If you live in the river you should make friends with the crocodile.
Here’s a new game to try while you’re waiting for the train or for that stupidly big file to download or even for the kettle to boil: how many Housing Ministers from the last 20 years can you name off the top of your head, without looking them up?
Here goes (not in any sort of order): Shapps, Javid, Sharma, Beckett, Prisk, Raynsford, Lewis and er…yes, that’s where I get stuck and have to report to Wikipedia.
Talk about a revolving door. The housing portfolio could be seen in many cases as a stepping stone to greater things – Savid Javid, for example, took up the post of Home Secretary yesterday, but some of them have gone on to languish on the backbenches.
The message that the industry has received all through the 16 different names that have topped the Housing department letterhead over the years is that housing really isn’t that far up the priority list for successive governments.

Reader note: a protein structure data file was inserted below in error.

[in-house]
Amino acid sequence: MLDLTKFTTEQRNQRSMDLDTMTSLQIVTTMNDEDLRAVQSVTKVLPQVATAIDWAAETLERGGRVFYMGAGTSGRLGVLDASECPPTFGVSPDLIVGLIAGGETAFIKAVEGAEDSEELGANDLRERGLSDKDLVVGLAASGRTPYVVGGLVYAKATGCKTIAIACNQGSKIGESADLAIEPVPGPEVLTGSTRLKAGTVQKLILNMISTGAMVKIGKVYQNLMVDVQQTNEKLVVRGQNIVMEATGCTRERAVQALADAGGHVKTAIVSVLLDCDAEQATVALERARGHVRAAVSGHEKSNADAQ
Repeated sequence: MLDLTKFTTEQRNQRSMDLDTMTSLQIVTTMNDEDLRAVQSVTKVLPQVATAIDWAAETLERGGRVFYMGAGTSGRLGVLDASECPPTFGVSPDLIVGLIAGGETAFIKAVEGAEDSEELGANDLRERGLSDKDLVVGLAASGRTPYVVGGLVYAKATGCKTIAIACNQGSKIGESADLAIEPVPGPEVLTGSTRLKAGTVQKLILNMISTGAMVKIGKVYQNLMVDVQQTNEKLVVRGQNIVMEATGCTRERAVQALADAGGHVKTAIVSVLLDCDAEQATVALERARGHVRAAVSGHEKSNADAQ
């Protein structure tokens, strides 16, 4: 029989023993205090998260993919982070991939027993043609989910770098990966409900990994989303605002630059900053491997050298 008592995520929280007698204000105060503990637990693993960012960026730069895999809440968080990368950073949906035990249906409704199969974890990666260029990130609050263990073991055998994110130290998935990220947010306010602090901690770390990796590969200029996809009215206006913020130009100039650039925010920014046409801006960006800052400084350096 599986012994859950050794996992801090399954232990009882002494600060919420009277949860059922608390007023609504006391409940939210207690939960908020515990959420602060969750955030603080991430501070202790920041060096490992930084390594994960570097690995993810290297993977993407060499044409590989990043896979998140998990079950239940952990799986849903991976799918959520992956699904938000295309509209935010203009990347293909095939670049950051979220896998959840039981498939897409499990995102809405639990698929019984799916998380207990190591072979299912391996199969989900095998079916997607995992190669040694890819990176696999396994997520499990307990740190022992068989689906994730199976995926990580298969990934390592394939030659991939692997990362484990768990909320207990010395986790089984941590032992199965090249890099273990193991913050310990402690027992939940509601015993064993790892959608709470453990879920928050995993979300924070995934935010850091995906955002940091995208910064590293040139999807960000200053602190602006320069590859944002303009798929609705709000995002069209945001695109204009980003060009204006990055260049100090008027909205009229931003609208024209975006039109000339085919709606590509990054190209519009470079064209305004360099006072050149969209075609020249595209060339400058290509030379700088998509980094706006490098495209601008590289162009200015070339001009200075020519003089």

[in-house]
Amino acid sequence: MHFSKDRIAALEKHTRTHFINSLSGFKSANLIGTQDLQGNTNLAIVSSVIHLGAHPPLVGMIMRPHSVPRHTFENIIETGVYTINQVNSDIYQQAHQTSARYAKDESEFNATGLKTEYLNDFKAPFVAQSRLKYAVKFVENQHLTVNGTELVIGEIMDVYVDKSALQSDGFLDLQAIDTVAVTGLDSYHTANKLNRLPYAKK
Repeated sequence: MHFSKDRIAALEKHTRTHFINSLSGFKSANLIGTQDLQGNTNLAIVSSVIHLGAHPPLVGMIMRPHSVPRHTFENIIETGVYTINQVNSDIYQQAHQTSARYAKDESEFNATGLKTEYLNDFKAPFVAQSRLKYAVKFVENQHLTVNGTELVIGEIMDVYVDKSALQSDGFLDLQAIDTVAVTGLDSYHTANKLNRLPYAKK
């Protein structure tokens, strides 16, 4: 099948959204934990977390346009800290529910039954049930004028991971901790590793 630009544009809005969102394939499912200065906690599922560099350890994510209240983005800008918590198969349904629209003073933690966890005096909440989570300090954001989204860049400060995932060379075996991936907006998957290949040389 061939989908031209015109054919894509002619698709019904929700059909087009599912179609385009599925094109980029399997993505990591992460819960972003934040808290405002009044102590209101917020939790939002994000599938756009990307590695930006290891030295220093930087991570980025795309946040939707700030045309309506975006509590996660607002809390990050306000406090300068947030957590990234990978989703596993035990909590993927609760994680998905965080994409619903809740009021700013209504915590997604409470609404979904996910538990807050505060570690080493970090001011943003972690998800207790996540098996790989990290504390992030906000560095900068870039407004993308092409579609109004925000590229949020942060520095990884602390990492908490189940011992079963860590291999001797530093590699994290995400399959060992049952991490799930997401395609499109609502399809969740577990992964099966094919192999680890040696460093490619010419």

Or is it? Javid was the face of the May government’s renewed focus on housing and its promised extra spend to boost the market. In January, the department he was in charge of even had its name changed from the Department for Communities and Local Government to the Ministry of Housing, Communities and Local Government.
May clearly needed to replace Amber Rudd, one of her allies, in a hurry, lest her flimsy majority seem rudderless (see what I did there?) and she needed to do so with someone she can count on. Hence Javid to Home secretary.
In a similar move, the new Communities Secretary is James Brokenshire, a former protegee of May’s at the Home Office as is his replacement, Karen Bradley, at the Northern Ireland Office.
With the political waters likely to get choppier rather than calmer, no wonder Mrs May wants to keep her allies round her.